Butter wouldn’t melt in his mouth

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Butter wouldn’t melt in his mouth is a proverb that is especially popular in the American South, though its origin is surprisingly older. It is a phrase that is poorly understood and often used incorrectly. We will look at the meaning of the phrase butter wouldn’t melt in his mouth, where it came from and some examples of its use in sentences.

The phrase butter wouldn’t melt in his mouth or butter wouldn’t melt in her mouth describes someone who appears demure, innocent or sincere but is in fact unkind, devious or insincere. The idea is that the person in question is so calm, cool and collected that butter wouldn’t even melt in his mouth. A British phrase, it is more popular in the American South than in other regions. The phrase was listed as a proverb in 1562 in the work The Proverbs and Epigrams of John Heywood: “She looketh as butter would not melt in her mouth.” The term was also listed in Lesclarcissement de la langue françoyse in 1530, a work of French terms translated into English by Jehan Palsgrave. Like many idioms and proverbs, only the beginning part of the phrase, butter wouldn’t melt, is often referred to, with the rest of the phrase assumed to be understood by the listener.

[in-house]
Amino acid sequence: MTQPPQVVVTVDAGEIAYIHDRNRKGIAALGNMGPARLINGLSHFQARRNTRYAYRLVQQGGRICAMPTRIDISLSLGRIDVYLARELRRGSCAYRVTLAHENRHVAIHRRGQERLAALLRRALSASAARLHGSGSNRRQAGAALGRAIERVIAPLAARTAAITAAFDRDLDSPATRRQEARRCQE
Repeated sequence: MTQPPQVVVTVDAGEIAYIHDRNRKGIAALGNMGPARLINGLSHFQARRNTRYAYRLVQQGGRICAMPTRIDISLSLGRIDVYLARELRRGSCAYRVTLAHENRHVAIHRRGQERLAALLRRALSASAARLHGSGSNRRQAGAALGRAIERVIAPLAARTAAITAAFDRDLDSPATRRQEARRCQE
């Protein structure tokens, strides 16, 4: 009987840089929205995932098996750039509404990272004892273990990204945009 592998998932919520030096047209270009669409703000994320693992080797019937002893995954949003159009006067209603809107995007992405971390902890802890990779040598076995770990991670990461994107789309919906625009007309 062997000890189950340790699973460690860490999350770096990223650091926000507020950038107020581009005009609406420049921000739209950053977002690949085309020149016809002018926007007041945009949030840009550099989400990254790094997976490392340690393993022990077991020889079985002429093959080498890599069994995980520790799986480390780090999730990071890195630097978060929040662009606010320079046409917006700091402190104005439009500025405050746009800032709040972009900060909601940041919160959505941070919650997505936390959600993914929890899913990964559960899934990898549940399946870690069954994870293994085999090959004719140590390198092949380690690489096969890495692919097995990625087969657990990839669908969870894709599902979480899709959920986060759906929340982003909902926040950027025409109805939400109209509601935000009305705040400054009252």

Then we have the saccharine-sweet, butter wouldn’t melt in their mouths Christians who harbor a scandalous secret. (The Altoona Mirror)

I was of the opinion that butter wouldn’t melt in his mouth but I’ve come to doubt that. (The Guardian)

From the look of the trailer, Barrymore’s butter-wouldn’t-melt delivery is perfect as a blood-thirsty mum living in the sunny LA suburbs. (Vogue Magazine)